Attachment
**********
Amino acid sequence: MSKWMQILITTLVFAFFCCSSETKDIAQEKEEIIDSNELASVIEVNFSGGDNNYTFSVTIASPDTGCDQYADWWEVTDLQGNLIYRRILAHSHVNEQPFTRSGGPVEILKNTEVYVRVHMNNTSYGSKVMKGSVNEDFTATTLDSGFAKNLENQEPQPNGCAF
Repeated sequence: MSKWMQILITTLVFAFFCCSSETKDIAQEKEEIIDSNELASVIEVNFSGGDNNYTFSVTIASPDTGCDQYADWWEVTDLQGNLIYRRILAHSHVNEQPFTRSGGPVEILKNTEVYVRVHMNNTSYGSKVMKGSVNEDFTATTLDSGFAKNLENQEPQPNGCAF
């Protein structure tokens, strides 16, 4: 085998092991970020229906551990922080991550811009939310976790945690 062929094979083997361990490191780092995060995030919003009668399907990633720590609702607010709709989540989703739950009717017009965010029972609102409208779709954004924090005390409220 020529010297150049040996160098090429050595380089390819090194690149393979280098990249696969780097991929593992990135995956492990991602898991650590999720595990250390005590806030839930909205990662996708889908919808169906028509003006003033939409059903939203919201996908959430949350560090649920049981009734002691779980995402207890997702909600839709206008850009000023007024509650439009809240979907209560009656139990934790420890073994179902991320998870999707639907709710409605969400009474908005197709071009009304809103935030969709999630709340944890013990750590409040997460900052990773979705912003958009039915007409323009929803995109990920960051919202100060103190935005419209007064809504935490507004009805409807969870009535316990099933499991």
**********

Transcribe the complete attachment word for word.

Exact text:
Amino acid sequence: MSKWMQILITTLVFAFFCCSSETKDIAQEKEEIIDSNELASVIEVNFSGGDNNYTFSVTIASPDTGCDQYADWWEVTDLQGNLIYRRILAHSHVNEQPFTRSGGPVEILKNTEVYVRVHMNNTSYGSKVMKGSVNEDFTATTLDSGFAKNLENQEPQPNGCAF
Repeated sequence: MSKWMQILITTLVFAFFCCSSETKDIAQEKEEIIDSNELASVIEVNFSGGDNNYTFSVTIASPDTGCDQYADWWEVTDLQGNLIYRRILAHSHVNEQPFTRSGGPVEILKNTEVYVRVHMNNTSYGSKVMKGSVNEDFTATTLDSGFAKNLENQEPQPNGCAF
């Protein structure tokens, strides 16, 4: 085998092991970020229906551990922080991550811009939310976790945690 062929094979083997361990490191780092995060995030919003009668399907990633720590609702607010709709989540989703739950009717017009965010029972609102409208779709954004924090005390409220 020529010297150049040996160098090429050595380089390819090194690149393979280098990249696969780097991929593992990135995956492990991602898991650590999720595990250390005590806030839930909205990662996708889908919808169906028509003006003033939409059903939203919201996908959430949350560090649920049981009734002691779980995402207890997702909600839709206008850009000023007024509650439009809240979907209560009656139990934790420890073994179902991320998870999707639907709710409605969400009474908005197709071009009304809103935030969709999630709340944890013990750590409040997460900052990773979705912003958009039915007409323009929803995109990920960051919202100060103190935005419209007064809504935490507004009805409807969870009535316990099933499991």